Ottawa’s South Asian leaders shine at NetIP Canada’s Diwali benefit dinner

Celebration of Hindu festival of lights honours recipients of Hall of Fame and Upcoming Leader awards

Candles, sparklers and lamps lit up this year’s Diwali Fundraiser and Awards Gala. Yet, it was the NetIP Canada’s five honourees who shone brightest that night, including a local dentist with a flair for charity galas and a diplomat whose novel inspired an Oscar-winning film.

Ottawa’s South Asian business and professional community, along with the broader community, returned to the Infinity Convention Centre on Friday to celebrate Diwali, the Hindu festival of lights, which this year officially falls on Nov. 7. They also recognized a select group of leaders, as well as raised money for the Royal Ottawa Foundation for Mental Health.

Sid Kumar, president of NetIP (Network of Indian Professionals) Canada, heads up the gala’s organizing committee. NetIP is a non-profit organization dedicated to the overall achievements and advancement of South Asian professionals.

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The gala’s honourary co-chairs are Raj Narula, founder and CEO of InCa Synergies, and Ontario’s former attorney general, Yasir Naqvi. The loss of his Ottawa Centre seat in the June election came with a silver lining: he’s had more time to be a dad to his two young kids while deciding his next career move. 


This year’s Hall of Fame recipients were: Professor Uma Kumar with the Sprott School of Business at Carleton University; Ottawa dentist and community champion Nalin Bhargava, who’s also the team dentist for the Ottawa Redblacks, Ottawa Fury and Ottawa 67’s; and Indian High Commissioner Vikas Swarup.

The winners of 2018 Upcoming Leader awards were: former Forty Under 40 recipient Fayez Thawer, managing director for Tasico Hospitality, a family-owned hotel ownership and management company; and Raman Srivastava, director general at the Department of National Defence.

Special guests included Ontario Minister of Children, Community and Social Services Lisa MacLeod. She donned a traditional Punjabi outfit from Delhi (she considered wearing her sari but feared a wardrobe malfunction). Retiring Kanata North Councillor Marianne Wilkinson also took part in the festivities.


Also seen were: Goldy Hyder, who recently took over from John Manley as president and CEO of the Business Council of Canada; Phoenix Homes founder and 2017 Hall of Fame recipient Cuckoo Kochar; Infinity Convention Centre partner Anand Aggarwal; and the Royal Ottawa Foundation’s CEO, Mitchell Bellman, along with Dr. Zul Merali, CEO of the University of Ottawa Institute of Mental Health Research. 

Health Canada chief medical advisor Dr. Supriya Sharma was on the ball as the evening’s emcee.

OSEG president and chief executive Mark Goudie and OSEG Foundation executive director Janice Barresi were part of the group from the Ottawa Sports and Entertainment Group out supporting Bhargava, who volunteers on the charitable foundation’s community cabinet.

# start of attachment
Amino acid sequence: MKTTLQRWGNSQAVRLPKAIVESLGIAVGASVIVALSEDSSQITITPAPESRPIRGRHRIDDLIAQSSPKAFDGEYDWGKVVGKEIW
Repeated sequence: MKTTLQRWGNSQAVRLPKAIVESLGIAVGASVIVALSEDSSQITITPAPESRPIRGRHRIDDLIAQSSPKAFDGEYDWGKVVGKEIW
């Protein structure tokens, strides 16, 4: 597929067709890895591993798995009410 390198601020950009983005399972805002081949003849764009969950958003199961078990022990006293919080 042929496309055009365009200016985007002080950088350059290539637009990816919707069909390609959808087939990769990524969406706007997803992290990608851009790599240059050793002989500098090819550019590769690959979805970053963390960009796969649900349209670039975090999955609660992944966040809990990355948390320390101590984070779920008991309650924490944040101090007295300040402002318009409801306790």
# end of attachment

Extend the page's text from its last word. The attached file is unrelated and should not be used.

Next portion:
The formal part of the evening began with the ceremonial lighting of the lamps. There were cultural performances, an Indian cuisine dinner, and live auction led by community leader Pradeep Merchant, site chief of neonatology at The Ottawa Hospital’s Civic campus.

Bhargava’s pal, well-known Ottawa lawyer Lawrence Greenspon, made a special appearance on stage to sell a dinner for eight at the British high commissioner’s official residence.


The acceptance speeches from the Hall of Fame recipients were gracious, articulate and, at times, very amusing.

The high commissioner — who arrived to Canada some 18 months ago — received a standing ovation.

Swarup told the crowd he wasn’t sure whether his award was for his diplomatic career or for his novel Q&A, which led to the 2008 smash-hit movie Slumdog Millionaire.

“A diplomat is someone who can tell you to go to hell in such a way that you actually look forward to the trip.”

“But, I’ll just tell you this: the two roles are not entirely compatible,” Swarup told the room. “A diplomat is supposed to be very nice and affable. The best definition of a diplomat that I have heard is: A diplomat is someone who can tell you to go to hell in such a way that you actually look forward to the trip.”

“An author, on the other hand, has to tell it like he sees it without pulling any punches. So, at times, there’s this uneasy cohabitation in my head of these two split personalities: a diplomat and an author.”


Bhargava, who was born in the city of Jaipur in the Indian state of Rajasthan, spoke about what it means to be an Indo-Canadian in Ottawa. He recalled his first day of kindergarten at Pleasant Park Public School in Alta Vista. The year was 1968. “One of the other kids said to me, ‘Does that peel off?’ I think they were referring to the skin colour. It led me to believe that there’s a line in this community. There’s them and us, and this line is separated by colour. That’s what I thought in kindergarten.”

Nowadays, visible minorities have become the majority in some parts of the country, with 51 per cent of Toronto residents identifying as such. Labels are becoming obsolete, said Bhargava, who, with his wife, Dr. Rani Telang, are principal dentists at Southgate Dental. He talked about how his niece in Brampton was teased at camp for her skin colour. The girl, who has a Caucasian father, felt she wasn’t South Asian-looking enough to fit in. “We’ve come full circle here.”

Bhargava believes that Indo-Canadians’ three greatest strengths are their: strong families, good education and philanthropy. He’s been instrumental in organizing a number of charity galas, including the South Asian-themed Maharaja’s Ball. More recently, he was part of the OSEG Foundation’s Gourmet on the Gridiron. It saw guests dine on the Redblacks’ home turf with the football players.



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